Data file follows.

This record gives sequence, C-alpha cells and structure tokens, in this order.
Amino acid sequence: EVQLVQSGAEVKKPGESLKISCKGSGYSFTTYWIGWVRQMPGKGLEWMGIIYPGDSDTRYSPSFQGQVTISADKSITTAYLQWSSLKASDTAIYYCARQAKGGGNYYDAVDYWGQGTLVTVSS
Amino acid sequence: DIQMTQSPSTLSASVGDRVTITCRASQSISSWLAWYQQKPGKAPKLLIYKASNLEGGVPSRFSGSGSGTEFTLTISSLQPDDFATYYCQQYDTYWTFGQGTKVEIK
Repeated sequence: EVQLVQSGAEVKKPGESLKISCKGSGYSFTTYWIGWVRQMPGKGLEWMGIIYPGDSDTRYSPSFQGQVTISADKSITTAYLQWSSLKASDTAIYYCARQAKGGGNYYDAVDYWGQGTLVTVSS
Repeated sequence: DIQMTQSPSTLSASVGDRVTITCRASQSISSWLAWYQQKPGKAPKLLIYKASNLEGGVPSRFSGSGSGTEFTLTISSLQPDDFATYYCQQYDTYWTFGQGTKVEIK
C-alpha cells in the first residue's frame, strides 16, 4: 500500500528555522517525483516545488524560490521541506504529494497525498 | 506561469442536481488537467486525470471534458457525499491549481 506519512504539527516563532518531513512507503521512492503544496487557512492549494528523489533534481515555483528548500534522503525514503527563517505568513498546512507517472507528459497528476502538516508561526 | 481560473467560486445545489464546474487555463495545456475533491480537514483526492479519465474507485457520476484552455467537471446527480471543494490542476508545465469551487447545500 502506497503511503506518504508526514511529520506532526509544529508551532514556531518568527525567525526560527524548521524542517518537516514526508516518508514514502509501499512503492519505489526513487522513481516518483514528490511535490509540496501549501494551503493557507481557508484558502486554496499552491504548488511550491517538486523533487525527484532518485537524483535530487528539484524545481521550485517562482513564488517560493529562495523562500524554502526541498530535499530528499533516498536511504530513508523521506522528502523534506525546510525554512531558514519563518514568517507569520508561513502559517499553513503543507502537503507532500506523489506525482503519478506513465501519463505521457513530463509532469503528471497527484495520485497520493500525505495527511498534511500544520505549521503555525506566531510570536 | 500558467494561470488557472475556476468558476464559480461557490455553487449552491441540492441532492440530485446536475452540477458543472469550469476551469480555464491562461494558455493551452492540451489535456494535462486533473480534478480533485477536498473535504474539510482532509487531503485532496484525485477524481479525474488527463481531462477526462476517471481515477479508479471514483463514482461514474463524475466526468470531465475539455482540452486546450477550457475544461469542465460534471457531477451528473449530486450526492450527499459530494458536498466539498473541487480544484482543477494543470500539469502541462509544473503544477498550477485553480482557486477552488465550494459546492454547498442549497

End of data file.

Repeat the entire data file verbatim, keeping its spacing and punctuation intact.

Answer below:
This record gives sequence, C-alpha cells and structure tokens, in this order.
Amino acid sequence: EVQLVQSGAEVKKPGESLKISCKGSGYSFTTYWIGWVRQMPGKGLEWMGIIYPGDSDTRYSPSFQGQVTISADKSITTAYLQWSSLKASDTAIYYCARQAKGGGNYYDAVDYWGQGTLVTVSS
Amino acid sequence: DIQMTQSPSTLSASVGDRVTITCRASQSISSWLAWYQQKPGKAPKLLIYKASNLEGGVPSRFSGSGSGTEFTLTISSLQPDDFATYYCQQYDTYWTFGQGTKVEIK
Repeated sequence: EVQLVQSGAEVKKPGESLKISCKGSGYSFTTYWIGWVRQMPGKGLEWMGIIYPGDSDTRYSPSFQGQVTISADKSITTAYLQWSSLKASDTAIYYCARQAKGGGNYYDAVDYWGQGTLVTVSS
Repeated sequence: DIQMTQSPSTLSASVGDRVTITCRASQSISSWLAWYQQKPGKAPKLLIYKASNLEGGVPSRFSGSGSGTEFTLTISSLQPDDFATYYCQQYDTYWTFGQGTKVEIK
C-alpha cells in the first residue's frame, strides 16, 4: 500500500528555522517525483516545488524560490521541506504529494497525498 | 506561469442536481488537467486525470471534458457525499491549481 506519512504539527516563532518531513512507503521512492503544496487557512492549494528523489533534481515555483528548500534522503525514503527563517505568513498546512507517472507528459497528476502538516508561526 | 481560473467560486445545489464546474487555463495545456475533491480537514483526492479519465474507485457520476484552455467537471446527480471543494490542476508545465469551487447545500 502506497503511503506518504508526514511529520506532526509544529508551532514556531518568527525567525526560527524548521524542517518537516514526508516518508514514502509501499512503492519505489526513487522513481516518483514528490511535490509540496501549501494551503493557507481557508484558502486554496499552491504548488511550491517538486523533487525527484532518485537524483535530487528539484524545481521550485517562482513564488517560493529562495523562500524554502526541498530535499530528499533516498536511504530513508523521506522528502523534506525546510525554512531558514519563518514568517507569520508561513502559517499553513503543507502537503507532500506523489506525482503519478506513465501519463505521457513530463509532469503528471497527484495520485497520493500525505495527511498534511500544520505549521503555525506566531510570536 | 500558467494561470488557472475556476468558476464559480461557490455553487449552491441540492441532492440530485446536475452540477458543472469550469476551469480555464491562461494558455493551452492540451489535456494535462486533473480534478480533485477536498473535504474539510482532509487531503485532496484525485477524481479525474488527463481531462477526462476517471481515477479508479471514483463514482461514474463524475466526468470531465475539455482540452486546450477550457475544461469542465460534471457531477451528473449530486450526492450527499459530494458536498466539498473541487480544484482543477494543470500539469502541462509544473503544477498550477485553480482557486477552488465550494459546492454547498442549497